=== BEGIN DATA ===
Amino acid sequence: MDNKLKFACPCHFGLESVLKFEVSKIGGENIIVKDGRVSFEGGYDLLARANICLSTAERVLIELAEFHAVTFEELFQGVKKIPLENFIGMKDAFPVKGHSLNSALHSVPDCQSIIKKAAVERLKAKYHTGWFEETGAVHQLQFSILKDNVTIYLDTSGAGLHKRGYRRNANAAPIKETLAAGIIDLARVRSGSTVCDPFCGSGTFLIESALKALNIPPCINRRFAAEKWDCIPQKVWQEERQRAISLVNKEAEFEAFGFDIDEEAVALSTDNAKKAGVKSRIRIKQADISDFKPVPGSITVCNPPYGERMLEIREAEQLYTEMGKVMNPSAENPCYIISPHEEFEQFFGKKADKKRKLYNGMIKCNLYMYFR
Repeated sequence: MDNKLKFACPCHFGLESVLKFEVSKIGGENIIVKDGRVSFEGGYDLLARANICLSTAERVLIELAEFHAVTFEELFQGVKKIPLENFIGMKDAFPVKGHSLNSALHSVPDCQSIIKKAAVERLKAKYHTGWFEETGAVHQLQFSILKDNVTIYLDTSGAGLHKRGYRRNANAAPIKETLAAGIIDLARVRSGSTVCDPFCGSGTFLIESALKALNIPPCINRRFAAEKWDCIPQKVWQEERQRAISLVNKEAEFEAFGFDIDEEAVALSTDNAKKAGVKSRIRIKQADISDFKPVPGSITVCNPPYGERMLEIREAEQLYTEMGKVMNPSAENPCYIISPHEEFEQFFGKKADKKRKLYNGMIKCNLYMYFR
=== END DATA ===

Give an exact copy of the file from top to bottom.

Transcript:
Amino acid sequence: MDNKLKFACPCHFGLESVLKFEVSKIGGENIIVKDGRVSFEGGYDLLARANICLSTAERVLIELAEFHAVTFEELFQGVKKIPLENFIGMKDAFPVKGHSLNSALHSVPDCQSIIKKAAVERLKAKYHTGWFEETGAVHQLQFSILKDNVTIYLDTSGAGLHKRGYRRNANAAPIKETLAAGIIDLARVRSGSTVCDPFCGSGTFLIESALKALNIPPCINRRFAAEKWDCIPQKVWQEERQRAISLVNKEAEFEAFGFDIDEEAVALSTDNAKKAGVKSRIRIKQADISDFKPVPGSITVCNPPYGERMLEIREAEQLYTEMGKVMNPSAENPCYIISPHEEFEQFFGKKADKKRKLYNGMIKCNLYMYFR
Repeated sequence: MDNKLKFACPCHFGLESVLKFEVSKIGGENIIVKDGRVSFEGGYDLLARANICLSTAERVLIELAEFHAVTFEELFQGVKKIPLENFIGMKDAFPVKGHSLNSALHSVPDCQSIIKKAAVERLKAKYHTGWFEETGAVHQLQFSILKDNVTIYLDTSGAGLHKRGYRRNANAAPIKETLAAGIIDLARVRSGSTVCDPFCGSGTFLIESALKALNIPPCINRRFAAEKWDCIPQKVWQEERQRAISLVNKEAEFEAFGFDIDEEAVALSTDNAKKAGVKSRIRIKQADISDFKPVPGSITVCNPPYGERMLEIREAEQLYTEMGKVMNPSAENPCYIISPHEEFEQFFGKKADKKRKLYNGMIKCNLYMYFR